About the Authors

Douglas Cumming is a Professor of Finance and Entrepreneurship and Ontario Research Chair at the Schulich School of Business, York University. His work have appeared in numerous journals including Review of Financial Studies, American Law and Economics Review, Financial Management, Journal of International Business Studies, and Journal of Financial Economics.

Na Dai, is an Associate Professor of Finance at the school of business at SUNY, Albany and is also a research associate with the center for institutional investment management at SUNY. Her work has appeared in journals such as Financial Management, Journal of Corporate Finance, Journal of Empirical Finance, and European Financial Management.

Sofia Johan is an Adjunct Professor of Law and Finance at the Schulich School of Business, York University.  Her work has appeared in journals such as the Journal of Financial Economics, American Law and Economics Review, Journal of International.

References

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2. Brav, A., W. Jiang, F. Partnoy, and R. Thomas, 2008a, “Hedge Fund Activism, Governance and Firm Performance,” Journal of Finance 63, 1,729-1,775.


3. Chan, N., Getmansky, M., Haas, S., and A. Lo, 2006, Do hedge funds increase systemic risk? Federal Reserve Bank of Atlanta Economic Review Q4, 49-80.


4. Ineichen, A., and K. Silberstein, 2008. AIMA’s Roadmap to Hedge Funds.  Alternative Investment Management Association  http://www.aima.org/download.cfm/docid/6133E854-63FF-46FC-95347B445AE4ECFC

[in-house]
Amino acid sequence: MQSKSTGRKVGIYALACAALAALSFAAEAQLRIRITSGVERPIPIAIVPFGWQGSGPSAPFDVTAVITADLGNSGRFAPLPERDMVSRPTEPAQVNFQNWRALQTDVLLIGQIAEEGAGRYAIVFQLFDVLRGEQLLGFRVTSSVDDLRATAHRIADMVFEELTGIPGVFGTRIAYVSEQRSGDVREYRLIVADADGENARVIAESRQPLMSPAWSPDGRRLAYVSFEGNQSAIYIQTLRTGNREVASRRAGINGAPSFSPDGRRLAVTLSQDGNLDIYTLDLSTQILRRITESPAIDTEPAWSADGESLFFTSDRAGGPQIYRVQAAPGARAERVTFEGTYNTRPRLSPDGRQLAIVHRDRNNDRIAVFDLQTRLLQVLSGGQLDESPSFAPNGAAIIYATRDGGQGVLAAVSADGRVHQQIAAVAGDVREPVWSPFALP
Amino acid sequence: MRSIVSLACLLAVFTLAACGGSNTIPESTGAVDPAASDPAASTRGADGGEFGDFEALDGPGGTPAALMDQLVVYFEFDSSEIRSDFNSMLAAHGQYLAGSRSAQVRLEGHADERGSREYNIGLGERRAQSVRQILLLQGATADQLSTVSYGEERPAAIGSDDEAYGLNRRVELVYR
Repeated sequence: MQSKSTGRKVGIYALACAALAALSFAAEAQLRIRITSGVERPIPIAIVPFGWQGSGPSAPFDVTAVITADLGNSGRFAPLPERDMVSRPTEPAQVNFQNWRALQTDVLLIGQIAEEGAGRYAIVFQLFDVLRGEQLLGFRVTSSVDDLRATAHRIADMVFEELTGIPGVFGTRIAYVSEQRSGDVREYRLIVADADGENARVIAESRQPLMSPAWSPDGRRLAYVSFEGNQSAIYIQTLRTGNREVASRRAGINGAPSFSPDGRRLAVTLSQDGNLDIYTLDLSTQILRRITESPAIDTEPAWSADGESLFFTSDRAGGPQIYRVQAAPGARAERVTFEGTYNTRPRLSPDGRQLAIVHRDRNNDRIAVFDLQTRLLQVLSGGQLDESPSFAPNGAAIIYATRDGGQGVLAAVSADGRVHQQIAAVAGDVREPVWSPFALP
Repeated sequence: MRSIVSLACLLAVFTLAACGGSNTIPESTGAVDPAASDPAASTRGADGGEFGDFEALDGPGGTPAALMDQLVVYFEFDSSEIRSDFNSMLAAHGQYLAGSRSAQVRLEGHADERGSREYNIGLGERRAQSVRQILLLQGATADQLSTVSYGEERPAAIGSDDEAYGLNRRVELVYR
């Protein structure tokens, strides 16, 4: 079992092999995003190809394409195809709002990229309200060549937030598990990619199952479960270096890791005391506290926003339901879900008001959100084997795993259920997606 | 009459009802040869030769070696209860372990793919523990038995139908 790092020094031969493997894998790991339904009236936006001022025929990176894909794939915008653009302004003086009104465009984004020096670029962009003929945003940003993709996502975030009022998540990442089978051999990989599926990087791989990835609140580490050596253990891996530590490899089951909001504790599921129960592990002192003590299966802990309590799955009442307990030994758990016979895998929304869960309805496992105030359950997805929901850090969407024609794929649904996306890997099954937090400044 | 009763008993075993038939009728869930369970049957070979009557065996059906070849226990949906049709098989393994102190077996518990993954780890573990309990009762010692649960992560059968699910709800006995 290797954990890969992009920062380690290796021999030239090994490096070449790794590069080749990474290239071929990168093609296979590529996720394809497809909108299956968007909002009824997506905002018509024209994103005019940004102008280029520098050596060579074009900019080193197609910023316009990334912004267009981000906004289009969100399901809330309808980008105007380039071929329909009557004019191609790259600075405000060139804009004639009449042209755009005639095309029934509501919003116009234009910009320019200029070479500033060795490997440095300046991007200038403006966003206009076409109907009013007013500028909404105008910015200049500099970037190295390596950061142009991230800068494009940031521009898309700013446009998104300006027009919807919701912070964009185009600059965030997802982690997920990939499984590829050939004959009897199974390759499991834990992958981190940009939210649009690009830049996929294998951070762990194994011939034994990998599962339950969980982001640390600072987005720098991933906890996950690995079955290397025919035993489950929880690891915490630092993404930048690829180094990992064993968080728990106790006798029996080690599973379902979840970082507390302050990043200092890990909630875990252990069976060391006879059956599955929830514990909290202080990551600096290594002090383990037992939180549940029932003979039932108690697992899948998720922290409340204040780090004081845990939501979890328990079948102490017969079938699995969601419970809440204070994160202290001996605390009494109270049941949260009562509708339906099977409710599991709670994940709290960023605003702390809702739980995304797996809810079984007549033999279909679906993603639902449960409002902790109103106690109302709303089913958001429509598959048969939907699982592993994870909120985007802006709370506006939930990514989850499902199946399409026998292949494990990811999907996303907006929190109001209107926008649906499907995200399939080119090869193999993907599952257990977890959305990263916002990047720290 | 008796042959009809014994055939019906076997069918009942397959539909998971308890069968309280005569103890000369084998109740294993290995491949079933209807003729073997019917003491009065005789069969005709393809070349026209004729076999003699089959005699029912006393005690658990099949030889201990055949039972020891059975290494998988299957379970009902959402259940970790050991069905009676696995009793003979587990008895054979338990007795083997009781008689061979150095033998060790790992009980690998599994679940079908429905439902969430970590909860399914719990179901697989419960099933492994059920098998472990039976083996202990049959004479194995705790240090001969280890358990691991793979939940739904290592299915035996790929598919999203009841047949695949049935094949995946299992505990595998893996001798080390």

5. Khandani, Amir E. and Lo, Andrew W., 2007. “What Happened to the Quants in August 2007?” Journal of Investment Management, Vol. 5, No. 4, Fourth Quarter.
Getmansky, M., A.W. Lo, and I. Makarov, 2004, “An Econometric Model of Serial Correlation and Illiquidity in Hedge Fund Returns,” Journal of Financial Economics 74(3), 529-609.
Getmansky, M, A.W. Lo, and S. X. Mei, 2004. “Sifting through the Wreckage:  Lessons from Recent Hedge Fund Liquidations,” Journal of Investment Management 2(4), Fourth Quarter, 6-38.


6. Cumming, D.J., N. Dai, and S.A. Johan, 2013. Hedge Fund Governance, Regulation and Performance around the World. Oxford University Press.


7. Fink, S., 2005, “The Distribution of Hedge Funds to Mass Affluent Investors”, Alternative Investment Management Association Journal (September) at http://www.aima.org/uploads/Fink68.pdf


8. Ibid.


9.  PriceWaterhouseCoopers [PWC], various years. The Regulation, Taxation and Distribution of Hedge Funds.  London: PriceWaterhouseCoopers.